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Grimewatch

Grime is officially dead (according to a thread on the Dissensus message board), so we’ve finally decided to take Matt Mason’s advice and have spent the last few months undercover as a hairdresser called Paul in south London’s funky house scene.

One of Da Rangaz at the Southern Comfort Fat Tuesday party

Wiley’s new album cover

Grime is officially dead (according to a thread on the Dissensus message board), so we’ve finally decided to take Matt Mason’s advice and have spent the last few months undercover as a hairdresser called Paul in south London’s funky house scene. As always, we’re late on this, but it seems that after acid rain and terrorism, funky house is now the biggest thing in England. Everyone’s on it, even Wiley and DJ Slimzee who can be seen on the weekends shocking out to Grant Nelson and Masters At Work. For us, it was just nice to see some girls in a club dancing for once. We found out that Roll Deep collaborator Alex Mills will be showing off her Smirnoff Ice-honed vocal chords with a funky house album released on Tricky’s label. We didn’t even know Tricky was still alive. Add to this Sadie Ama finally getting her deal sorted, with an album coming out later this year (with Terror “M.I.A.” Danjah hopefully back on the buttons), and we might actually hear some girls at a grime rave. With no place to go, we decided to check out something new so went along to a Southern Comfort Fat Tuesday party, where DJ Chicken brought the sound of New Orleans to central London. Accompanied by fellow New Orleaners, Da Rangaz, the guys performed a full-on bounce set and killed it—check out the performance for yourself at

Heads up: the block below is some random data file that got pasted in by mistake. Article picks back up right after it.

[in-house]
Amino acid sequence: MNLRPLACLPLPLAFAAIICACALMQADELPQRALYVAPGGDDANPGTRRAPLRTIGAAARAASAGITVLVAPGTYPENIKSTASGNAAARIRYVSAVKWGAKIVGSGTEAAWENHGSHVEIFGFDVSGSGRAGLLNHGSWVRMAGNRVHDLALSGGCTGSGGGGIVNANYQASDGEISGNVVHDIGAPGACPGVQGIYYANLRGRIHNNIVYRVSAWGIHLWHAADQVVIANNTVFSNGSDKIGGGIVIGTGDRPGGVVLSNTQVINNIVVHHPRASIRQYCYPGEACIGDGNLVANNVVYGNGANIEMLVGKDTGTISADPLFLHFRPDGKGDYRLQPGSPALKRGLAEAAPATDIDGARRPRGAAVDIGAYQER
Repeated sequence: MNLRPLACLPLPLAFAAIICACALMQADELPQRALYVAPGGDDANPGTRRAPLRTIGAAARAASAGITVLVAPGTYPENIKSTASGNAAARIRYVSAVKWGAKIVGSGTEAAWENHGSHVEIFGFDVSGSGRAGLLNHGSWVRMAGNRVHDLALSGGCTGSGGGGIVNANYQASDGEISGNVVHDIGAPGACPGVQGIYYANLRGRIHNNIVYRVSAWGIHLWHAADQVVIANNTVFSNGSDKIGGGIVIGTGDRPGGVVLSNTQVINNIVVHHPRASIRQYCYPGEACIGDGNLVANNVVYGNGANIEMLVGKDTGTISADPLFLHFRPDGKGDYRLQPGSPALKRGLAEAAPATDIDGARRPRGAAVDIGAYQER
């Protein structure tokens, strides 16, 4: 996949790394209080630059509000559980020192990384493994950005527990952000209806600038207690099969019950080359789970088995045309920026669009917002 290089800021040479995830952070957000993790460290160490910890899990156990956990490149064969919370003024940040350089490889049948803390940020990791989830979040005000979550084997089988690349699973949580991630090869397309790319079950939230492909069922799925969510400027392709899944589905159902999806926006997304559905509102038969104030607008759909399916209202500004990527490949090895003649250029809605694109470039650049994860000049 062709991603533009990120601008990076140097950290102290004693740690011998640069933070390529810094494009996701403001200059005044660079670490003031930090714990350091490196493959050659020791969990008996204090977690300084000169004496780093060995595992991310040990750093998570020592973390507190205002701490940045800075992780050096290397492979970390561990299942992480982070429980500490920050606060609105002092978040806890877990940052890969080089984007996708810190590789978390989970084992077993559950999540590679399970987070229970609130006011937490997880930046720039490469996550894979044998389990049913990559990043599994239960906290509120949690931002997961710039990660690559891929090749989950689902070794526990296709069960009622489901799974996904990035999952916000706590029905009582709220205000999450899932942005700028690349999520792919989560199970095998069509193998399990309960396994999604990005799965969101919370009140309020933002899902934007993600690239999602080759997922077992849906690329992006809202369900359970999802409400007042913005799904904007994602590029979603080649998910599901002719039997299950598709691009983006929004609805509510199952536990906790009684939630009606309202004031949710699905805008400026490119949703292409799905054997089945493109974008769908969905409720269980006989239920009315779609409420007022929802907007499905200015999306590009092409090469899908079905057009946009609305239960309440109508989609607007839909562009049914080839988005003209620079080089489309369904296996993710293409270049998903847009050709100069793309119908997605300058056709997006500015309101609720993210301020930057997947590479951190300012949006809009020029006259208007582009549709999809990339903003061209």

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www.fattuesday.co.uk

. We’re used to a screwface and some passive weed smoking at grime nights, so the Southern Comfort party vibe was great. We even got the bounce guys to work on a few grime remixes for our upcoming mixtape Vice Magazine

Presents DJ Prancehall’s Anger is a Gift

, so keep an eye out for that.

Okay, back to reality. Air Force Ones and New Era hats will always be better than fluffy snow boots, devil horns and pitched-up pop a cappellas. Just when we start to drift away from grime, a tune like “16 Bar” gets released by an unknown producer (even Logan Sama doesn’t know who produced it) and everyone starts going barmy. The track features Wiley, Jammer, Scorcher, God’s Gift and Slew Dem’s Esco and Rage. L-Stone’s Slew Dem are famous for being the hardest crew on road, but are also the busiest crew in grime right now. Not only have they got their own DVD coming out, they’ve set up their own radio station too (www.slewdemcrew.co.uk). I’ve got a feeling that they won’t be having any trouble with people being slow to pay their subs; Chronik’s bigger than the fuckin’ Undertaker, and no-one walks away from his clothesline.